“Pashupati ko bayan bhayo, aba tinka pati lai bolaunu parchha,” said a friend of mine this afternoon. After thinking for about a couple of seconds, he continued his remarks as I could see anger in his eyes. “Tesko bayan ta malali lina man lageko chha.” [As Pashupati has been interrogated, he said, now is the time his boss is summoned. I want to interrogate him.] My friend, a reporter, was talking about the necessity of summoning and interrogating Gyanendra Shah, the king, by the High Level Probe Commission for his role in suppressing the historical peoples’ movement of April. The commission today interrogated Pashupati Bhakta Maharjan, Principal Chief Secretary of Gyanendra Shah who chaired an autocratic government in 2005 after successfully hatching a conspiracy against a democratically elected government in 2002. He tried with handpicked prime ministers for about three years. Maharjan, it seems, read out the script that we already knew about. We knew that he would act innocent (he said he worked as a bridge between the king and constitutional bodies and didn’t play any role in suppressing the peoples’ movement) and try to play the blame game.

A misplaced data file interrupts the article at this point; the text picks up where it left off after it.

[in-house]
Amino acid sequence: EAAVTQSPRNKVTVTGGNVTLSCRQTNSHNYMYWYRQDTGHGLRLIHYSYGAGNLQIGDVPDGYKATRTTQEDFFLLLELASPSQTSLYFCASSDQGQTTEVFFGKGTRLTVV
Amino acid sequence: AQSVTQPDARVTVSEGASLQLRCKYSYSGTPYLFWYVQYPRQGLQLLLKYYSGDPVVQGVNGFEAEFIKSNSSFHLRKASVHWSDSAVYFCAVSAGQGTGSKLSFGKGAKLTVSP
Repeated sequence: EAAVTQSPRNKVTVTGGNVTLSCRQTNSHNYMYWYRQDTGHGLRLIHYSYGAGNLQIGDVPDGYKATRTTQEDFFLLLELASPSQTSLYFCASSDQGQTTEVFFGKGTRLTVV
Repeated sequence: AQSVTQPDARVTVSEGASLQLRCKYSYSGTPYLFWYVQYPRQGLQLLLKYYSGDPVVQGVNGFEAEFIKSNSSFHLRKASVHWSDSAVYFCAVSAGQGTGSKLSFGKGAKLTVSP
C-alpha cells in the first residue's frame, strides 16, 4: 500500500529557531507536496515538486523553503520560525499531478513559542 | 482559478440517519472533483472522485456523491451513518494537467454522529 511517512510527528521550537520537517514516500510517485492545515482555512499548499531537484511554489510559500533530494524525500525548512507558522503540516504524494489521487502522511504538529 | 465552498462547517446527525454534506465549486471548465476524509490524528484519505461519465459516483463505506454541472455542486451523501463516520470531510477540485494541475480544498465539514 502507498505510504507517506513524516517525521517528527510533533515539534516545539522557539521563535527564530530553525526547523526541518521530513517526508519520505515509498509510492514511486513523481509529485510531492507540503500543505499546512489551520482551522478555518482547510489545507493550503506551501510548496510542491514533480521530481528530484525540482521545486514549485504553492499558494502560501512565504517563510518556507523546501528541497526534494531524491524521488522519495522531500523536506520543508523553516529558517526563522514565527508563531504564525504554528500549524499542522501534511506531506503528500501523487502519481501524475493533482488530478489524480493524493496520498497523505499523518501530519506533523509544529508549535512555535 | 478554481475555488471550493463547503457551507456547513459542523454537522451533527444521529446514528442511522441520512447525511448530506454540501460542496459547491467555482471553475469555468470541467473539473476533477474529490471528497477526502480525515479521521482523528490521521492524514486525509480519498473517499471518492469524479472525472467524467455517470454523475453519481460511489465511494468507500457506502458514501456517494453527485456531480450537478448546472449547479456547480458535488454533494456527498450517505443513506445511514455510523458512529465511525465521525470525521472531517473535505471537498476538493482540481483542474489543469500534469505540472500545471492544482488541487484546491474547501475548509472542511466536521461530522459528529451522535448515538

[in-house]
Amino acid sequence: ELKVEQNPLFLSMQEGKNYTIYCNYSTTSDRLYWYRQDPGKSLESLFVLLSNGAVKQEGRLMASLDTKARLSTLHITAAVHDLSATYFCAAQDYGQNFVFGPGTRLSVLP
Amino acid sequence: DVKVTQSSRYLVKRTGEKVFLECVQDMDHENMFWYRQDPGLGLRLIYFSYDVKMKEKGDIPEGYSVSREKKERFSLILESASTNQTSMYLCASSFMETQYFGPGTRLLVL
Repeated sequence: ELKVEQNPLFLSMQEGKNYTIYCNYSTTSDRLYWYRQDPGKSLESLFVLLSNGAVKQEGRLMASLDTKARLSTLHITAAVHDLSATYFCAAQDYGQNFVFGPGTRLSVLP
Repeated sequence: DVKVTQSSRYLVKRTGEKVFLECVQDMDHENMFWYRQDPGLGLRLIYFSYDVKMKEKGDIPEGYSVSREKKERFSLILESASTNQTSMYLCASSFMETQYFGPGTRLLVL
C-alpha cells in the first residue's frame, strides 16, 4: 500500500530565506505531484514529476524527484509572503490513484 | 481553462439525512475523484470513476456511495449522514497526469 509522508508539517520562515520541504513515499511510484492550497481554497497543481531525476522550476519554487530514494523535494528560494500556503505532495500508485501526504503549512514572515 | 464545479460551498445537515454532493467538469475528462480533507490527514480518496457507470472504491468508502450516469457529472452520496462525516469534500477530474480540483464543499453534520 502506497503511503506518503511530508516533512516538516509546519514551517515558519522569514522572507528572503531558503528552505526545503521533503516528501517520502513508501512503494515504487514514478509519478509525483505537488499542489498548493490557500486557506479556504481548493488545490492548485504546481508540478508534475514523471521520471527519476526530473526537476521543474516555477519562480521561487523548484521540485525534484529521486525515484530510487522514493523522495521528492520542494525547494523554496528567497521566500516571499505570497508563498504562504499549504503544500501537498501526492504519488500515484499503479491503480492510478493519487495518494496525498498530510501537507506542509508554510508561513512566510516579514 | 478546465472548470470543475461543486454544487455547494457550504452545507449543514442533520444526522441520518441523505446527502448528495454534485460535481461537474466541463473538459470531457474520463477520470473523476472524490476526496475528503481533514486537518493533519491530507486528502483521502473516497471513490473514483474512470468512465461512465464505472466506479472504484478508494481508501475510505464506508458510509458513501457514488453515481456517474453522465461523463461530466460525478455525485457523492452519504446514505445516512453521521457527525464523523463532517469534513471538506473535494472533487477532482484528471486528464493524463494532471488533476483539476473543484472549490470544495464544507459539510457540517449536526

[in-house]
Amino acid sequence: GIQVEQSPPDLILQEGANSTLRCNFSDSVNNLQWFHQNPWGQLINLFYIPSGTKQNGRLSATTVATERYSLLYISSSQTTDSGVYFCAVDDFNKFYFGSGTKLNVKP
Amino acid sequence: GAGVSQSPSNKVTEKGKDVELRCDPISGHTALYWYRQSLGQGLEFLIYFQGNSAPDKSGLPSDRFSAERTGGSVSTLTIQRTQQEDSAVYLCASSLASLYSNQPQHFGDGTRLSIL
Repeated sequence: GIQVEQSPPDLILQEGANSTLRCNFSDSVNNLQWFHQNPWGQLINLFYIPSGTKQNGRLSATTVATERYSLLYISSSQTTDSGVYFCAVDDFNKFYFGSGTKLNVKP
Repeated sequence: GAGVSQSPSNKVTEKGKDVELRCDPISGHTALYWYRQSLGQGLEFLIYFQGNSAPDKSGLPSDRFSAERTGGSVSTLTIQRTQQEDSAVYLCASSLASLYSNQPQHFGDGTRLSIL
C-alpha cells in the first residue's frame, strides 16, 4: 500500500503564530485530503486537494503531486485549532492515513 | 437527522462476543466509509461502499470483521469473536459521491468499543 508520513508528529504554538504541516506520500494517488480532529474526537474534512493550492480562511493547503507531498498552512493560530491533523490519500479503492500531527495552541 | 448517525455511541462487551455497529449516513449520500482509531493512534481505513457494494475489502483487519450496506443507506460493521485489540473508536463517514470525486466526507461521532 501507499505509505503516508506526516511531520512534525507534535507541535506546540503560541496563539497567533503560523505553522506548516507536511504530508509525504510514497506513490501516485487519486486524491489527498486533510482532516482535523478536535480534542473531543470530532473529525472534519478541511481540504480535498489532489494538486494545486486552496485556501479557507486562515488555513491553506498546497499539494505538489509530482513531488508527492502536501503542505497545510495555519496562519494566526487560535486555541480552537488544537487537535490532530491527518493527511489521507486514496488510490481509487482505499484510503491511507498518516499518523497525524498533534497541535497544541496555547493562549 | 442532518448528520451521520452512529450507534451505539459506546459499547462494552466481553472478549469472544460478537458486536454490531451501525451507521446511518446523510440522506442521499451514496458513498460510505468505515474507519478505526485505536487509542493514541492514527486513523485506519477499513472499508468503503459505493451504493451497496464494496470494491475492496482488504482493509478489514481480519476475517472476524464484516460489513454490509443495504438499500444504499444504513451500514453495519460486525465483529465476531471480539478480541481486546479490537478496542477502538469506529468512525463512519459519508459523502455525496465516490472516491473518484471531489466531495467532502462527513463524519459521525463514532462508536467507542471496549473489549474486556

I couldn’t disagree with my friend. The need of the hour is to interrogate King Shah and let the people of Nepal know why and how he suppressed the April Revolution that nearly overthrew him from Narayanhitti palace. We also need to know from Mr. Shah why those 24 innocent and unarmed Nepalis were killed. Krishna Jung Rayamajhi, the chairman of the probe commission today said that the chairman of the autocratic government would be interrogated. Some people are already seemed to be elated saying that the interrogation of Maharjan itself is historical because this is the first time that any probe commission has interrogated King’s most senior lieutenant. But that is not something to be proud of. Even Gyanendra’s possible interrogation should be taken as normal procedure. We should celebrate the victory of Nepali people only when king gets punished for what he did in October 2002, Feb 2005 and the next 15 months and in April 2005. I have heard some talking about the protocol of the head of state and king and I have told them that Gyanendra has no moral rights to continue his role as the head of state. The voice raised in the April Revolution is enough to prove that he must be stripped off that title and made a normal citizen before giving verdict. –By DW